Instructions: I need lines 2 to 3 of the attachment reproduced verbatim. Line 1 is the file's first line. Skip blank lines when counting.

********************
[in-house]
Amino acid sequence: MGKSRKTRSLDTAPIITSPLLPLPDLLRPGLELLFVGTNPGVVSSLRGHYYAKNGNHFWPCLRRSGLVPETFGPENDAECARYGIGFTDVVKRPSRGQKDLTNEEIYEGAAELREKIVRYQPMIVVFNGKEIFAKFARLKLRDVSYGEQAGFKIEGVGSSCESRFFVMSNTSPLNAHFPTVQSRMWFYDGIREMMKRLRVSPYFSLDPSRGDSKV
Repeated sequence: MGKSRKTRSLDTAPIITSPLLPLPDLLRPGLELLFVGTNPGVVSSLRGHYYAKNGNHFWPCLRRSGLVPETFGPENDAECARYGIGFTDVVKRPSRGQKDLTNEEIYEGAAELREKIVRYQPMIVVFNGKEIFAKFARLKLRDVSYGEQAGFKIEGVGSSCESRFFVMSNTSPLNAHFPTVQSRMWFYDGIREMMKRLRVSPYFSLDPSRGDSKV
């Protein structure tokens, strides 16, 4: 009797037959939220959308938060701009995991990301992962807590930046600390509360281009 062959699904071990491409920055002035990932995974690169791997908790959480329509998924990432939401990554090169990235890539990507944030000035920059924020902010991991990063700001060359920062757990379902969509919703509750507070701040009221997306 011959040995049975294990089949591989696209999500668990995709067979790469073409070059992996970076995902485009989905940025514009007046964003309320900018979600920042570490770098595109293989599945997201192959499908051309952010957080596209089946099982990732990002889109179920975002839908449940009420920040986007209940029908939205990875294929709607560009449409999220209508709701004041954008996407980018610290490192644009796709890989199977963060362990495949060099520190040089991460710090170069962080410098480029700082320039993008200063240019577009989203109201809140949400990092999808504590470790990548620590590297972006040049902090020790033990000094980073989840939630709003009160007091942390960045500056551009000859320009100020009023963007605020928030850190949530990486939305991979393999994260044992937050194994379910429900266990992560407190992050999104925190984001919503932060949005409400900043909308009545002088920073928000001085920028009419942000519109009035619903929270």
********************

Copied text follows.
Amino acid sequence: MGKSRKTRSLDTAPIITSPLLPLPDLLRPGLELLFVGTNPGVVSSLRGHYYAKNGNHFWPCLRRSGLVPETFGPENDAECARYGIGFTDVVKRPSRGQKDLTNEEIYEGAAELREKIVRYQPMIVVFNGKEIFAKFARLKLRDVSYGEQAGFKIEGVGSSCESRFFVMSNTSPLNAHFPTVQSRMWFYDGIREMMKRLRVSPYFSLDPSRGDSKV
Repeated sequence: MGKSRKTRSLDTAPIITSPLLPLPDLLRPGLELLFVGTNPGVVSSLRGHYYAKNGNHFWPCLRRSGLVPETFGPENDAECARYGIGFTDVVKRPSRGQKDLTNEEIYEGAAELREKIVRYQPMIVVFNGKEIFAKFARLKLRDVSYGEQAGFKIEGVGSSCESRFFVMSNTSPLNAHFPTVQSRMWFYDGIREMMKRLRVSPYFSLDPSRGDSKV